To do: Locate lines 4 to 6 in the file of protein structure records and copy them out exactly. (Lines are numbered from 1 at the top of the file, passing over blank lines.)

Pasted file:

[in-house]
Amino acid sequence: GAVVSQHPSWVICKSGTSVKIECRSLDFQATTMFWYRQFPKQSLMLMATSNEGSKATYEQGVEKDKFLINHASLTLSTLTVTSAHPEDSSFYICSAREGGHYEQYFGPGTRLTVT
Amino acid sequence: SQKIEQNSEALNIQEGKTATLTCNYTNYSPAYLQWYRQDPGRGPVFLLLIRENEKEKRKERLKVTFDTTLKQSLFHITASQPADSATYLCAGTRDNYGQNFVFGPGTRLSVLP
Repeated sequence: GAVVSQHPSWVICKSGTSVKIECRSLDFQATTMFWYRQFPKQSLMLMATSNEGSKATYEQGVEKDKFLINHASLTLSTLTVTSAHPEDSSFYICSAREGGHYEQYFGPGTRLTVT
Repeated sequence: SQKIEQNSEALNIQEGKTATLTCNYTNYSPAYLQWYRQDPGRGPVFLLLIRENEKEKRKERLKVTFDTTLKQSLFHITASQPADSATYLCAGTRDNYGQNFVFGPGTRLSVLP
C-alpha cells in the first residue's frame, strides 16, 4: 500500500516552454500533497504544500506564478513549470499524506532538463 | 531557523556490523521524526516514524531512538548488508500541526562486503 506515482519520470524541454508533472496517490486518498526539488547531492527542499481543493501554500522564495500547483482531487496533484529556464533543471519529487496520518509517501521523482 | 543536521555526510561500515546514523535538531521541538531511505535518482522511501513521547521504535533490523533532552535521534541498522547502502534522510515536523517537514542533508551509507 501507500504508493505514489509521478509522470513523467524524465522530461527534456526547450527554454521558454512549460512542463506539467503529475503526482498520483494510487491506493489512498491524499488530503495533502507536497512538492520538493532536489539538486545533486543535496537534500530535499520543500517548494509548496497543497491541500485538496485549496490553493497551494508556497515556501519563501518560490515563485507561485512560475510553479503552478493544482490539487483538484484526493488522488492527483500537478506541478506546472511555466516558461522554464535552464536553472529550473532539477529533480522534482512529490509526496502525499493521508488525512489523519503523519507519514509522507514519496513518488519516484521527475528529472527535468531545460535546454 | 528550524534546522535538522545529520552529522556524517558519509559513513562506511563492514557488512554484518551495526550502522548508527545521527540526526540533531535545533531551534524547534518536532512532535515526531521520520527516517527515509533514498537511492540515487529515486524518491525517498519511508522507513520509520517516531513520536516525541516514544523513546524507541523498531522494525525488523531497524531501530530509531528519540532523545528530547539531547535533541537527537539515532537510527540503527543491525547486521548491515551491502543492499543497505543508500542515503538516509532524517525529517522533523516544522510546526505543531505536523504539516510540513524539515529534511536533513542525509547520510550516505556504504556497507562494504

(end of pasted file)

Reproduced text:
Repeated sequence: GAVVSQHPSWVICKSGTSVKIECRSLDFQATTMFWYRQFPKQSLMLMATSNEGSKATYEQGVEKDKFLINHASLTLSTLTVTSAHPEDSSFYICSAREGGHYEQYFGPGTRLTVT
Repeated sequence: SQKIEQNSEALNIQEGKTATLTCNYTNYSPAYLQWYRQDPGRGPVFLLLIRENEKEKRKERLKVTFDTTLKQSLFHITASQPADSATYLCAGTRDNYGQNFVFGPGTRLSVLP
C-alpha cells in the first residue's frame, strides 16, 4: 500500500516552454500533497504544500506564478513549470499524506532538463 | 531557523556490523521524526516514524531512538548488508500541526562486503 506515482519520470524541454508533472496517490486518498526539488547531492527542499481543493501554500522564495500547483482531487496533484529556464533543471519529487496520518509517501521523482 | 543536521555526510561500515546514523535538531521541538531511505535518482522511501513521547521504535533490523533532552535521534541498522547502502534522510515536523517537514542533508551509507 501507500504508493505514489509521478509522470513523467524524465522530461527534456526547450527554454521558454512549460512542463506539467503529475503526482498520483494510487491506493489512498491524499488530503495533502507536497512538492520538493532536489539538486545533486543535496537534500530535499520543500517548494509548496497543497491541500485538496485549496490553493497551494508556497515556501519563501518560490515563485507561485512560475510553479503552478493544482490539487483538484484526493488522488492527483500537478506541478506546472511555466516558461522554464535552464536553472529550473532539477529533480522534482512529490509526496502525499493521508488525512489523519503523519507519514509522507514519496513518488519516484521527475528529472527535468531545460535546454 | 528550524534546522535538522545529520552529522556524517558519509559513513562506511563492514557488512554484518551495526550502522548508527545521527540526526540533531535545533531551534524547534518536532512532535515526531521520520527516517527515509533514498537511492540515487529515486524518491525517498519511508522507513520509520517516531513520536516525541516514544523513546524507541523498531522494525525488523531497524531501530530509531528519540532523545528530547539531547535533541537527537539515532537510527540503527543491525547486521548491515551491502543492499543497505543508500542515503538516509532524517525529517522533523516544522510546526505543531505536523504539516510540513524539515529534511536533513542525509547520510550516505556504504556497507562494504